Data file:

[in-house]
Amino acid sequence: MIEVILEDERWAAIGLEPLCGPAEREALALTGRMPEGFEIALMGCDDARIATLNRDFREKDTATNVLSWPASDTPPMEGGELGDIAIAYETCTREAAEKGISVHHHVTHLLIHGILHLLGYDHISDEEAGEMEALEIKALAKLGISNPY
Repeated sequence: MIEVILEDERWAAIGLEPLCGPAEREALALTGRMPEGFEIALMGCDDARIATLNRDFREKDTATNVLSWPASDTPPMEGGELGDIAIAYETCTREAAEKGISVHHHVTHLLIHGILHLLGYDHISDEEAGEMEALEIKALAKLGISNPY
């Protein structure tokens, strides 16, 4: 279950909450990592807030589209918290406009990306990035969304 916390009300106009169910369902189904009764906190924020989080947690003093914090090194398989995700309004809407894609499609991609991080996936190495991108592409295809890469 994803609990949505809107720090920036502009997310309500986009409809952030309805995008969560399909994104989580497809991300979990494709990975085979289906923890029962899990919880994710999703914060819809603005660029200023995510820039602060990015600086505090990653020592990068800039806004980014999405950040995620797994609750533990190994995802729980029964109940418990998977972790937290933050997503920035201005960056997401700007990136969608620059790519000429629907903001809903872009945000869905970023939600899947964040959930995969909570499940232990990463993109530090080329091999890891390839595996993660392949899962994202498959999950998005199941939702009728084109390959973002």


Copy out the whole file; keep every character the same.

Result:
[in-house]
Amino acid sequence: MIEVILEDERWAAIGLEPLCGPAEREALALTGRMPEGFEIALMGCDDARIATLNRDFREKDTATNVLSWPASDTPPMEGGELGDIAIAYETCTREAAEKGISVHHHVTHLLIHGILHLLGYDHISDEEAGEMEALEIKALAKLGISNPY
Repeated sequence: MIEVILEDERWAAIGLEPLCGPAEREALALTGRMPEGFEIALMGCDDARIATLNRDFREKDTATNVLSWPASDTPPMEGGELGDIAIAYETCTREAAEKGISVHHHVTHLLIHGILHLLGYDHISDEEAGEMEALEIKALAKLGISNPY
């Protein structure tokens, strides 16, 4: 279950909450990592807030589209918290406009990306990035969304 916390009300106009169910369902189904009764906190924020989080947690003093914090090194398989995700309004809407894609499609991609991080996936190495991108592409295809890469 994803609990949505809107720090920036502009997310309500986009409809952030309805995008969560399909994104989580497809991300979990494709990975085979289906923890029962899990919880994710999703914060819809603005660029200023995510820039602060990015600086505090990653020592990068800039806004980014999405950040995620797994609750533990190994995802729980029964109940418990998977972790937290933050997503920035201005960056997401700007990136969608620059790519000429629907903001809903872009945000869905970023939600899947964040959930995969909570499940232990990463993109530090080329091999890891390839595996993660392949899962994202498959999950998005199941939702009728084109390959973002």